CloudRouter provides a distribution of powerful and cutting-ege open source networking technologies. Some projects focus on software intended to be run in isolated environments, not connected to untrusted networks. CloudRouter’s focus on enabling a wide range of networking scenarios makes it especially important to pay close attention to security. Security is therefore a key focus of the project, not an afterthought. We take a range of steps to ensure CloudRouter is as secure as possible, and welcome community input on further improvements.
CloudRouter packages that include native binaries have security hardening compiler flags enabled as much as possible. For example, the CloudRouter BIRD package is built with a variety of hardening flags that catch security issues at build time, and improve security at runtime. For more details, see the Security hardening for native binaries in CloudRouter components blog post.
Cryptographic signatures are used to ensure the integrity of CloudRouter packages. Currently, most packages are provided by the Fedora repositories. For details on how these packages are signed, see the Fedora documentation. Additional packages such as BIRD, ONOS, and OpenDaylight are provided by the CloudRouter repositories. These packages are signed using the CloudRouter Project key.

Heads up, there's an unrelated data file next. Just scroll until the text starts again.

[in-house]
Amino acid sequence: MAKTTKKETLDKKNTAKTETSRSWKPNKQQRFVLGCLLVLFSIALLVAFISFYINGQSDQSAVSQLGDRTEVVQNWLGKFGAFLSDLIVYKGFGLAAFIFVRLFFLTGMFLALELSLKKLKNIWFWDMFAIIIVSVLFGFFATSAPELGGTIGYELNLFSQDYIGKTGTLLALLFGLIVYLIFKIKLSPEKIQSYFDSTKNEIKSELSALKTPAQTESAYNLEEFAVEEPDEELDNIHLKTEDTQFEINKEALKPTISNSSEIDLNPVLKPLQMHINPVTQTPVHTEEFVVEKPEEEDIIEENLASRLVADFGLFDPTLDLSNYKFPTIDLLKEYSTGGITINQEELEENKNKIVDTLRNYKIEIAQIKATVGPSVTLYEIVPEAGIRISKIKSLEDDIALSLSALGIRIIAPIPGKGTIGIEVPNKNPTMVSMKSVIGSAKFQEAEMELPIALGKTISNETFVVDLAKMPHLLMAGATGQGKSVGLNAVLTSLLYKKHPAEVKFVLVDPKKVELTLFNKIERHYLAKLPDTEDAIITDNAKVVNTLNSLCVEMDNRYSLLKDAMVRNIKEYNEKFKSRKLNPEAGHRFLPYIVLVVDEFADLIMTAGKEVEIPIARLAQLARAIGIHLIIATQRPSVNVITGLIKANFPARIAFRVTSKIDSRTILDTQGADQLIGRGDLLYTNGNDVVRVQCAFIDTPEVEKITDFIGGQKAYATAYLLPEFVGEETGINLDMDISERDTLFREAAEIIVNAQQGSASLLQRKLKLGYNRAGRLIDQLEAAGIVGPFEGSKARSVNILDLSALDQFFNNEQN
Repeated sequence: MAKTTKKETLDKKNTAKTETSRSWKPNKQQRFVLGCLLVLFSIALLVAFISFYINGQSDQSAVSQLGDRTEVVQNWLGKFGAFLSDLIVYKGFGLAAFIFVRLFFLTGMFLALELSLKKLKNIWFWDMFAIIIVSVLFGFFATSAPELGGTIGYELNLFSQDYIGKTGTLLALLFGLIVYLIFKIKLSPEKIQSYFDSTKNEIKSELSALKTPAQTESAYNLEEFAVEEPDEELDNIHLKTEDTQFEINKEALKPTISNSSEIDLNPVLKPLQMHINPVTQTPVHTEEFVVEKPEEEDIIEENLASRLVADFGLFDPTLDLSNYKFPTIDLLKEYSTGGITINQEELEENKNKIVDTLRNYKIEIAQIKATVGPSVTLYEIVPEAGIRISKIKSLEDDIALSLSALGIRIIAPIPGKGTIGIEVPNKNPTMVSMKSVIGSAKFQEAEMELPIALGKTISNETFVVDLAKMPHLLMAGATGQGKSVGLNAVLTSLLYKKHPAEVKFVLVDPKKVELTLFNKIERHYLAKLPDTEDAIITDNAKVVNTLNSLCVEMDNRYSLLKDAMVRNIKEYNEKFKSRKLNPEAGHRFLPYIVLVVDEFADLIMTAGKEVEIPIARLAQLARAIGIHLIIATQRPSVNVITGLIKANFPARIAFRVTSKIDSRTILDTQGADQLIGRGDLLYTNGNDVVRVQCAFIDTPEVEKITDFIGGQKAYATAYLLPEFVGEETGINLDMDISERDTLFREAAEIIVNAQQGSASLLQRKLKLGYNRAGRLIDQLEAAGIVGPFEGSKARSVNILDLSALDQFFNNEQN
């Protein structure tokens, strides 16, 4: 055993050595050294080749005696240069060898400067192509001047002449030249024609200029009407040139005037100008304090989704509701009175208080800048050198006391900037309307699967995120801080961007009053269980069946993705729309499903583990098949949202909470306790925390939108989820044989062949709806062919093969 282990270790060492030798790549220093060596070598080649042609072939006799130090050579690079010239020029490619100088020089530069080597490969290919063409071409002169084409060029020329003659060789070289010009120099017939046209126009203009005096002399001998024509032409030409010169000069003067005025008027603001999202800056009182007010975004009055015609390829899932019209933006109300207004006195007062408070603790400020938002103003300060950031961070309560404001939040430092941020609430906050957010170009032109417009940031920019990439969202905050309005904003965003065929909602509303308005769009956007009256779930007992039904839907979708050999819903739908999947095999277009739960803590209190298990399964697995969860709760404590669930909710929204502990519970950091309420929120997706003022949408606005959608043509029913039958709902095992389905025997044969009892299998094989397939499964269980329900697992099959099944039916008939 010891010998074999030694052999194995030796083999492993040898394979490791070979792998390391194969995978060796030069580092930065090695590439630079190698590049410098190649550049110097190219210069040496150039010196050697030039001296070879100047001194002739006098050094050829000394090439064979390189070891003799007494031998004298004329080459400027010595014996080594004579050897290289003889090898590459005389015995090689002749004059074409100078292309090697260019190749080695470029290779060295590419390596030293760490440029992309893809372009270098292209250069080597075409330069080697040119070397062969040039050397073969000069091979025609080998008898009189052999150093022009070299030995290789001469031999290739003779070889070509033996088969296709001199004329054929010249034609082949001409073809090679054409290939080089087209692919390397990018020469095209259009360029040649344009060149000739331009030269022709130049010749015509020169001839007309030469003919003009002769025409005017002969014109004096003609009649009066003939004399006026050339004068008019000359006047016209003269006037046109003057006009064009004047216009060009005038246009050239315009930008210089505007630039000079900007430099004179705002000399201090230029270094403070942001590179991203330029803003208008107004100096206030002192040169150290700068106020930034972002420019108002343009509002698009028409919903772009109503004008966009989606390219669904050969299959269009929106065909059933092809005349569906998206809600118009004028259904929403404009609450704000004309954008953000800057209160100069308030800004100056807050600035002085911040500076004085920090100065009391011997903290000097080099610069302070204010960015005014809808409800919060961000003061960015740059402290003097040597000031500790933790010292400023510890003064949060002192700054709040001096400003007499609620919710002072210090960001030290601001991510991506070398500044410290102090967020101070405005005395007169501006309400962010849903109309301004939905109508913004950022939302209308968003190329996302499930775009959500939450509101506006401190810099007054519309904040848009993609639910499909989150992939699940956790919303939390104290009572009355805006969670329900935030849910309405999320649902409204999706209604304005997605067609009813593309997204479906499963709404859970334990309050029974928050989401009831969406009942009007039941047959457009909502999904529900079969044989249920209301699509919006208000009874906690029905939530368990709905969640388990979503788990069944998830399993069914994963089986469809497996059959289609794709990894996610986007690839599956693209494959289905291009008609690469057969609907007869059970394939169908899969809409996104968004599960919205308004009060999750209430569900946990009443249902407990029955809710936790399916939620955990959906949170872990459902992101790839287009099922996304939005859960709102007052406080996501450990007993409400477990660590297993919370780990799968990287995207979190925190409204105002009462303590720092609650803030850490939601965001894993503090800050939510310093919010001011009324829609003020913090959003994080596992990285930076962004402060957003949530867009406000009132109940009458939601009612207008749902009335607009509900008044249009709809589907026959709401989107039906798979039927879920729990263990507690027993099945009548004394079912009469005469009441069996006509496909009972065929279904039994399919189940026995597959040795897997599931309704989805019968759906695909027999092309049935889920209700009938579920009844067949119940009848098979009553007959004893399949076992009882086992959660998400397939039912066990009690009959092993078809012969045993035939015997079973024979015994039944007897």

In order to ensure maximum security for our community, we are using a dedicated signing server with a hardware security module (HSM) that is not connected to the Internet. This drastically reduces the risk of a remote attacker compromising the CloudRouter Project key and attempting to sign malicious packages as legitimate components. For more details, see the Signing RPMs using the Nitrokey hardware security module (HSM) blog post.
Security Response & Advisories
The CloudRouter security team actively monitors for vulnerabilities that affect CloudRouter packages. When vulnerabilities are found, a well-defined security response process is followed. Once patched releases of CloudRouter are available, security advisories will be posted.
The efforts outlined so far ensure that our packages are compiled securely and distributed with integrity, and that security vulnerabilities are addressed in a transparent fashion when they are identified. In an ideal world, CloudRouter packages would not have any security vulnerabilities to contend with in the first place. To reduce the risk of vulnerabilities, CloudRouter project members contribute their security skills to upstream projects such as ONOS and OpenDaylight, and we’re looking forward to engaging with more upstreams in the near future.